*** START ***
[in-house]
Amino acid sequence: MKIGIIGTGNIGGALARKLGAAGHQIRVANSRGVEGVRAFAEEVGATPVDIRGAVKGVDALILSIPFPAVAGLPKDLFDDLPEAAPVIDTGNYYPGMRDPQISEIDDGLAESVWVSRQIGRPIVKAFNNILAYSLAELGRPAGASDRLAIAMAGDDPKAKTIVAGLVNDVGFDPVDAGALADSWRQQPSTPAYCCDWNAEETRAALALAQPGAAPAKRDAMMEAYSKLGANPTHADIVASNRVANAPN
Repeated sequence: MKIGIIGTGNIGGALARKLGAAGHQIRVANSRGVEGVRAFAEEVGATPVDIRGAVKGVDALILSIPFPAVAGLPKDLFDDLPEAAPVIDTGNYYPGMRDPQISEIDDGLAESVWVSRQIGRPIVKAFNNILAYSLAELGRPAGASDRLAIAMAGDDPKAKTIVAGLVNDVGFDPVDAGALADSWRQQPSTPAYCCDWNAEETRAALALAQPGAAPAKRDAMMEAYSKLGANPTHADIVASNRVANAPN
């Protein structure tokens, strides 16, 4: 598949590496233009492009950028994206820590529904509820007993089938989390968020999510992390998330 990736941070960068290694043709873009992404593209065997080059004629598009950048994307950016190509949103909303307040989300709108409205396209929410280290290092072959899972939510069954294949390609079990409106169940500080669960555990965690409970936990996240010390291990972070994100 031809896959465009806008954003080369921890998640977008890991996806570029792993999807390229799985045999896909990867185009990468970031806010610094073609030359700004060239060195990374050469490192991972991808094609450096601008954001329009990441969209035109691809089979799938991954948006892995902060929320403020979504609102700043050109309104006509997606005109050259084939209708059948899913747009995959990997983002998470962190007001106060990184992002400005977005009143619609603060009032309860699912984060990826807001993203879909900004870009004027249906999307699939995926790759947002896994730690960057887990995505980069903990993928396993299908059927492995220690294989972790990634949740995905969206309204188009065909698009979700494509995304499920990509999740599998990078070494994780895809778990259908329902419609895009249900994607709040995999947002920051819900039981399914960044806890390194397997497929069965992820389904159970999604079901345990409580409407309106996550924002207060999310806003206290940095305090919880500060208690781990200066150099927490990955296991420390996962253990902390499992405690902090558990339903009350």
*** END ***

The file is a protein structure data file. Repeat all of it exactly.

[in-house]
Amino acid sequence: MKIGIIGTGNIGGALARKLGAAGHQIRVANSRGVEGVRAFAEEVGATPVDIRGAVKGVDALILSIPFPAVAGLPKDLFDDLPEAAPVIDTGNYYPGMRDPQISEIDDGLAESVWVSRQIGRPIVKAFNNILAYSLAELGRPAGASDRLAIAMAGDDPKAKTIVAGLVNDVGFDPVDAGALADSWRQQPSTPAYCCDWNAEETRAALALAQPGAAPAKRDAMMEAYSKLGANPTHADIVASNRVANAPN
Repeated sequence: MKIGIIGTGNIGGALARKLGAAGHQIRVANSRGVEGVRAFAEEVGATPVDIRGAVKGVDALILSIPFPAVAGLPKDLFDDLPEAAPVIDTGNYYPGMRDPQISEIDDGLAESVWVSRQIGRPIVKAFNNILAYSLAELGRPAGASDRLAIAMAGDDPKAKTIVAGLVNDVGFDPVDAGALADSWRQQPSTPAYCCDWNAEETRAALALAQPGAAPAKRDAMMEAYSKLGANPTHADIVASNRVANAPN
């Protein structure tokens, strides 16, 4: 598949590496233009492009950028994206820590529904509820007993089938989390968020999510992390998330 990736941070960068290694043709873009992404593209065997080059004629598009950048994307950016190509949103909303307040989300709108409205396209929410280290290092072959899972939510069954294949390609079990409106169940500080669960555990965690409970936990996240010390291990972070994100 031809896959465009806008954003080369921890998640977008890991996806570029792993999807390229799985045999896909990867185009990468970031806010610094073609030359700004060239060195990374050469490192991972991808094609450096601008954001329009990441969209035109691809089979799938991954948006892995902060929320403020979504609102700043050109309104006509997606005109050259084939209708059948899913747009995959990997983002998470962190007001106060990184992002400005977005009143619609603060009032309860699912984060990826807001993203879909900004870009004027249906999307699939995926790759947002896994730690960057887990995505980069903990993928396993299908059927492995220690294989972790990634949740995905969206309204188009065909698009979700494509995304499920990509999740599998990078070494994780895809778990259908329902419609895009249900994607709040995999947002920051819900039981399914960044806890390194397997497929069965992820389904159970999604079901345990409580409407309106996550924002207060999310806003206290940095305090919880500060208690781990200066150099927490990955296991420390996962253990902390499992405690902090558990339903009350």